COVID-19 impacts spread across Wilsonville businesses
Investing a few thousand dollars more than usual, Wanker's Corner Saloon & Cafe in Wilsonville hoped to provide all the fixings for this year's St. Patrick Day feast.
But instead of spending the March 17 holiday watching customers wolf down helpings of corned beef and cabbage and consume Irish beer and whiskey, owner Cooper Maixner crunched numbers — deciphering whether his business could afford to stay open and keep two managers employed with takeout and delivery orders its only source of revenue. And that was after Maixner already let go about 30 employees.
"It's tough right now. I wish we could afford to keep everyone employed for four weeks with cleaning projects and maintenance projects," Maixner said. "The fact of the matter is as a small business in a high rent area, I don't see how that's possible for us."
The next day, Wanker's closed indefinitely.
Particularly in the restaurant and bar industry but also in other sectors, the spread of the novel coronavirus and measures to promote social distancing have drastically impacted local businesses.
Amid the chaos, the Spokesman chatted with owners and other leaders to see how they are handling the massive disruptions.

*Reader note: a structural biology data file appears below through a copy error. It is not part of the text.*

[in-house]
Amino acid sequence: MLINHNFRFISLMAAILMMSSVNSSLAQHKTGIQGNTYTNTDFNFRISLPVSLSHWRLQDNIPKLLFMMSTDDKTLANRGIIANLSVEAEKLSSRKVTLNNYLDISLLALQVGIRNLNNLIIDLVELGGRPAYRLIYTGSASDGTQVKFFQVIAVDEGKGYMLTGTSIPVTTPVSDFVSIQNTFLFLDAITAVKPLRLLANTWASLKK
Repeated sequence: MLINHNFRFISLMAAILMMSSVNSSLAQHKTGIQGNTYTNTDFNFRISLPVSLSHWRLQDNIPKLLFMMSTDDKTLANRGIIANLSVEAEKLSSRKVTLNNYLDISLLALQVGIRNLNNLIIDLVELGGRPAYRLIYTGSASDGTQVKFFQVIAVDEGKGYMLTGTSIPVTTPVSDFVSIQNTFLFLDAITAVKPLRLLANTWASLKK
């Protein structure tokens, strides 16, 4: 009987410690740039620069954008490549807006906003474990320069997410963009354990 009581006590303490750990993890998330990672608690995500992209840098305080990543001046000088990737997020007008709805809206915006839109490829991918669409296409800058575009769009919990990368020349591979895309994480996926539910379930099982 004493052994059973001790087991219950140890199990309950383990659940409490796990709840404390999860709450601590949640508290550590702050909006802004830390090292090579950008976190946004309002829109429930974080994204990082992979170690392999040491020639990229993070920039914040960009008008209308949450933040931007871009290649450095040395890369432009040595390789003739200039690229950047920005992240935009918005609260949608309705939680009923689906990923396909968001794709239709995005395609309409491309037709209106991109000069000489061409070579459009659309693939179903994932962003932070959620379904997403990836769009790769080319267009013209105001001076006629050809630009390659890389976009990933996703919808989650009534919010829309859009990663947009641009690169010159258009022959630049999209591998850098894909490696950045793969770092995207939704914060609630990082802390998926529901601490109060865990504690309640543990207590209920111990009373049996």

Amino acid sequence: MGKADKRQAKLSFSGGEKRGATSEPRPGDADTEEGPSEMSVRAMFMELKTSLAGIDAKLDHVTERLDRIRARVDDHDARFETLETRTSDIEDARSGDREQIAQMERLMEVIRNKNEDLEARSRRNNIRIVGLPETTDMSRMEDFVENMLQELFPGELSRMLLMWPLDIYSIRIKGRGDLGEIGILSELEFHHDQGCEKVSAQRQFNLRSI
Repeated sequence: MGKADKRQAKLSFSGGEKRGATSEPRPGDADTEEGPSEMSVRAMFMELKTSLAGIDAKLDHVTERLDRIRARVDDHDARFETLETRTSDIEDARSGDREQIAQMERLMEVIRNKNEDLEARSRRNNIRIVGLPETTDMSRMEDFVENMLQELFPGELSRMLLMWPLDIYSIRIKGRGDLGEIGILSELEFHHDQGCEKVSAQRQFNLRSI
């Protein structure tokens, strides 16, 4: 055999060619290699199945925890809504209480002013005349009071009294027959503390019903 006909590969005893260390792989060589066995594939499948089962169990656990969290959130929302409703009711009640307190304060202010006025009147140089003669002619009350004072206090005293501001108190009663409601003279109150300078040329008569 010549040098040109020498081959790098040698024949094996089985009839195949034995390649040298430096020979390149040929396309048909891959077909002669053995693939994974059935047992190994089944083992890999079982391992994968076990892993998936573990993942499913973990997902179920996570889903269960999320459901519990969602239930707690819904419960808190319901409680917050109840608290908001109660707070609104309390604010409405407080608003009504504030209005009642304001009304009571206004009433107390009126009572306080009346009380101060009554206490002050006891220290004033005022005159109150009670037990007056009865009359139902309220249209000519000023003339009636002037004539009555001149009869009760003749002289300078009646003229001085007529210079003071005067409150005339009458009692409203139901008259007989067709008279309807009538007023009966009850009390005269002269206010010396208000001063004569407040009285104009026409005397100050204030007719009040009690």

Restaurants and bars
On Monday, Gov. Kate Brown declared that restaurants and bars would no longer be able to serve food and drinks anywhere on their premises.
Don Anderson, the owner of Vanguard Brewing Company in Wilsonville, began delivery service the day of that announcement and then planned to open a takeout window March 18.
He hopes the services will provide some revenue but thought the business could not sustain itself for longer than two months under such restrictions. Anderson already let go of his eight employees.
"This shutdown is for the greater good and that's a good thing but those of us with small businesses are going to struggle so support local where you can," Anderson said.
Hank Jarboe, the owner of Boston's Pub & Grill in Town Center, also had to lay off many employees and was skeptical that the bar could accrue enough revenue from takeout and delivery services to make remaining open worthwhile.